A Guide to Understanding Artificial Ponds
Ponds, whether natural or artificial, add tranquility and beauty to outdoor spaces. Backyards, parks, and even gardens are all accentuated by this type of water feature. Moreover, ponds stand out from other water features given as they are an entire ecosystem unto themselves.
When you are not so lucky as to have a natural pond in your backyard, an artificial pond could fill that void for you. How ever, like most people, you might be worried about maintenance that is required and whether you will be able to keep up. Other concerns such as pond costs and property size may also be on your list of dissuading factors.
If you are sitting on the fence due to such uncertainties, read on to get a better understanding of artificial ponds.
What Are They?
Artificial ponds are man-made ponds with a lining or shell at the bottom that holds the water. The structure is designed with a water inlet that is connected to a water source. It also has an outlet that is used for drainage during maintenance.
The purpose of an artificial pond can be aesthetic or fish breeding. In most cases, the design that is installed is dependent on how the pond will be used. The fish breeding varieties are often more complex as optimal conditions need to be maintained for fish to breed and thrive.
Types of Artificial Ponds
The types of artificial ponds you can choose from are a dime a dozen. They vary in shape and size with some firms even offering custom designs. However, the more popular choices include:
These ponds are named after Koi fish which are the national fish of Japan. They are elegant colorful fish that are considered symbols of good luck which is possibly why they are so popular. That said, they are high-maintenance and have an even higher metabolism.
Koi ponds are designed to cater to the unique needs of Koi fish. They typically have a depth of about 60ft so that the fish have enough water supply and room to swim around. Koi ponds also require a robust drainage system due to the high rate of waste production by Koi fish.
Garden ponds are mainly used for beautification. They can be designed in different shapes and also vary in depth and size. Suffice to say, it is a game of preference. Compared to Koi ponds they are not too demanding in terms of care and also offer more decorative freedom.
The first step in the installation is choosing where you would like to have your pond. Relatively flat land is preferable to avoid an erosion effect during the rainy season. Further, avoid areas that are directly under trees that shed leaves as you would end up having to clean your pond every other day.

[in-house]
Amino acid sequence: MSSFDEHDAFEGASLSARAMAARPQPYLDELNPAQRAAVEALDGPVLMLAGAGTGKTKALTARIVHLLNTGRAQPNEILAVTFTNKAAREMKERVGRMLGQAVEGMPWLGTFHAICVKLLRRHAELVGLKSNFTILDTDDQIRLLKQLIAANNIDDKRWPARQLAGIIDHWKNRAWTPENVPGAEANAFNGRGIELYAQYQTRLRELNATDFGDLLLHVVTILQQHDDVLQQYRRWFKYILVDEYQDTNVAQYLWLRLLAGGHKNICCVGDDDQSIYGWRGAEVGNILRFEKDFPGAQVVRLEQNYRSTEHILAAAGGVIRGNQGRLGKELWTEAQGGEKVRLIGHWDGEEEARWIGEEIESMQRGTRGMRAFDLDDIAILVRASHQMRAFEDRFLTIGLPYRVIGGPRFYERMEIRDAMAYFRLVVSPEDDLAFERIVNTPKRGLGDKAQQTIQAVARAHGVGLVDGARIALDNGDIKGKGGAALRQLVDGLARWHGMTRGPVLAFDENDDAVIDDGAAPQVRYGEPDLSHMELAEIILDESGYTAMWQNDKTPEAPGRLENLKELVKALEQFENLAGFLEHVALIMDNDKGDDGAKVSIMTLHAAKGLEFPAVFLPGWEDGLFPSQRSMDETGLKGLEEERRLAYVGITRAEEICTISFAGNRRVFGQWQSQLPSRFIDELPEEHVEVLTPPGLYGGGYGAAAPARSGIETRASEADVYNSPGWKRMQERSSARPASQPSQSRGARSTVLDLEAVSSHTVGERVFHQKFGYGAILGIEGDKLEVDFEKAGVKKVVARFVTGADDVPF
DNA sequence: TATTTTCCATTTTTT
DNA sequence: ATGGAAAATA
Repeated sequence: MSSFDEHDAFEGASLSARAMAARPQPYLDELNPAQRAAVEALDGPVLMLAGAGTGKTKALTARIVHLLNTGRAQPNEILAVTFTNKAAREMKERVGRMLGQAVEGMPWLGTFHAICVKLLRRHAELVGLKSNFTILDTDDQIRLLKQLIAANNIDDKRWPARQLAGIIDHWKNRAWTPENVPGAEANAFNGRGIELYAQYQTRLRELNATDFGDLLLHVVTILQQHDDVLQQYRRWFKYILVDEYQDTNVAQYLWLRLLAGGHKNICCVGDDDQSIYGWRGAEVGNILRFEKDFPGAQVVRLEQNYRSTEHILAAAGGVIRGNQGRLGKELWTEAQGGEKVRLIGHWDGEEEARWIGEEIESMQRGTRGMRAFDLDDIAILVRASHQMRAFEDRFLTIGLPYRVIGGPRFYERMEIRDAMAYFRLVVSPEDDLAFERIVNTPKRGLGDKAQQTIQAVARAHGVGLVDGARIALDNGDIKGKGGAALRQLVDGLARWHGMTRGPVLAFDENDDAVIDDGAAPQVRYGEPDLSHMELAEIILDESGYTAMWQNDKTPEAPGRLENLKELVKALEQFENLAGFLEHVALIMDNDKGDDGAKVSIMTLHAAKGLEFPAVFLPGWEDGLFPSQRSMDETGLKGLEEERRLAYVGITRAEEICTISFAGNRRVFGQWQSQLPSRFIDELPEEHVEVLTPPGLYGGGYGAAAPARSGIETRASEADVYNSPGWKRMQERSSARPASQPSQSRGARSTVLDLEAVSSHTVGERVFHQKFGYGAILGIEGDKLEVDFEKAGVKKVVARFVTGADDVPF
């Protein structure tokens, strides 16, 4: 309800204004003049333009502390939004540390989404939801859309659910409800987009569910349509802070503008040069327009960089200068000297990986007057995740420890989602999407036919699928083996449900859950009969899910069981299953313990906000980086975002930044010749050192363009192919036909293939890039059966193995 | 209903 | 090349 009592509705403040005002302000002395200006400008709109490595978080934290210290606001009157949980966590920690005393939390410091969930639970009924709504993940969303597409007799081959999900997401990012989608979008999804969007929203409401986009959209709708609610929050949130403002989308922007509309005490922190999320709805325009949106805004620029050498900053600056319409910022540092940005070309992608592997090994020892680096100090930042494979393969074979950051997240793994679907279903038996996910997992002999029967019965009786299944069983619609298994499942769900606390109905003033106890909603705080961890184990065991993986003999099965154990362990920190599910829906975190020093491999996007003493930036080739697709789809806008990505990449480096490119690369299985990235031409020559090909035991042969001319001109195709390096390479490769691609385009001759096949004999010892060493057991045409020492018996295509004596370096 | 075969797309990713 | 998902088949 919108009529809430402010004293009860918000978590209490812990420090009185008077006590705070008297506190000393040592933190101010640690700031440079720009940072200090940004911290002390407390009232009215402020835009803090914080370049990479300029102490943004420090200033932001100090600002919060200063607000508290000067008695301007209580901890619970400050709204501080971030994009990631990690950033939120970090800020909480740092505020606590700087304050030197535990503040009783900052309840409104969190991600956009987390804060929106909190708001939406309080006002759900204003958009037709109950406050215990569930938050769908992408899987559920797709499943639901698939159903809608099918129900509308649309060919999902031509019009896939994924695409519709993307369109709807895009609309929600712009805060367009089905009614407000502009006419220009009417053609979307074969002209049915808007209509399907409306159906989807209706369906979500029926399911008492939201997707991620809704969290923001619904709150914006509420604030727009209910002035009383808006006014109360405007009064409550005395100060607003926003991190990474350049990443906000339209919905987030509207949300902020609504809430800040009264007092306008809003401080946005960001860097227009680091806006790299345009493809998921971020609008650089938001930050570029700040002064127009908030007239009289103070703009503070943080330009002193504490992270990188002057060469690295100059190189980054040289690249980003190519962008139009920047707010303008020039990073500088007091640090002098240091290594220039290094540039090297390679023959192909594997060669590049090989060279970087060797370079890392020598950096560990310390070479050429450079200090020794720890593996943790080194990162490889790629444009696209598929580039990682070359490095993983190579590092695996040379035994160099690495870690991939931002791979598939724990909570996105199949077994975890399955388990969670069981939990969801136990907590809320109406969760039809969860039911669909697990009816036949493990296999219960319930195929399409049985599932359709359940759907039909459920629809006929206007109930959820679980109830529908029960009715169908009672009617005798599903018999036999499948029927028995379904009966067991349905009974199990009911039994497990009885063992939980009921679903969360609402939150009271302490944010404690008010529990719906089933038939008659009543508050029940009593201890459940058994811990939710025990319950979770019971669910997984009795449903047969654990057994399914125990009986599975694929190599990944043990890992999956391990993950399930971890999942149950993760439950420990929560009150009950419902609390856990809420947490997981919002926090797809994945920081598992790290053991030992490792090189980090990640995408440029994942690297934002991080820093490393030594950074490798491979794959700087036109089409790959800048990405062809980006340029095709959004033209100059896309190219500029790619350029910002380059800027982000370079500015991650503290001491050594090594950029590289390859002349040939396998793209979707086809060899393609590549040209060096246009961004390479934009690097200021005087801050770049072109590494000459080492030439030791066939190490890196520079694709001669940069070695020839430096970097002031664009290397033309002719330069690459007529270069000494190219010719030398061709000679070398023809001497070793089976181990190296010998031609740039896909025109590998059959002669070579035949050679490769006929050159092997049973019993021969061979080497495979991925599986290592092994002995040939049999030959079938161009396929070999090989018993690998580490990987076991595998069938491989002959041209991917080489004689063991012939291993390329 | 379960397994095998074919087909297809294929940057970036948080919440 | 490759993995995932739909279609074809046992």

The installation process begins with digging a hole that is deep enough to accommodate the size of the pond shell or liner. It is advisable to figure out drainage issues and inlet connections at this point before laying in the shell or liner. When the liner is firmly in place, the pond can then be filled, tested, and spruced up.
Some people choose to install their ponds on their own. However, if you are not handy or your pond is a complex design, get professionals to do it. Some companies may even offer installation as a free after-sale service. It would be a shame to damage your investment in a DIY experiment gone wrong.
The pond is undoubtedly beautiful on its own but you could accessorize it a little to make it even better. Consider:
Growing some flowers around your pond is a great way to demarcate it with some color. Plus, unlike trees and larger plants, flowers hardly shed leaves.
The varieties of fish you can add to your pond are vast. It all depends on how many you can sustain in terms of feeding and space in the pond. Some fish like mollies are also very helpful as they feed on algae which helps to keep the pond clean.
Rocks and Submerged Plants
There are decorative artificial rocks and submerged plants for sale and natural alternatives as well. They have both aesthetic and functional value. Fish use them as a place to hide for rest or breeding. They also cover the pond liner and protect it from damage and perforation by foreign elements.
When choosing filtration media, aim for products like pond ceramic filter media that have a high filtration efficiency. Buying ineffective filters is just as bad as having none. A UV sterilizer is also preferable as it kills germs with no side-effects to the fish or ecosystem.
Brushes and skimmers are cleaning tools that you will need often. They should therefore be durable but also conducive for the fish in the pond. Overly abrasive brushes could ruin fish eggs and cause other kinds of damage.
The main anchor of good pond maintenance is quality equipment. It would be prudent to invest in:
- Filter media
- Sterilization devices
- Cleaning brushes
- A skimmer
All factors considered, artificial ponds are not as daunting as they may seem at first glance. As long as the installation is done right and you understand how to care for them, the rest is easy. Now that you have a clearer picture of the workings of artificial ponds, where do you stand, yay or nay?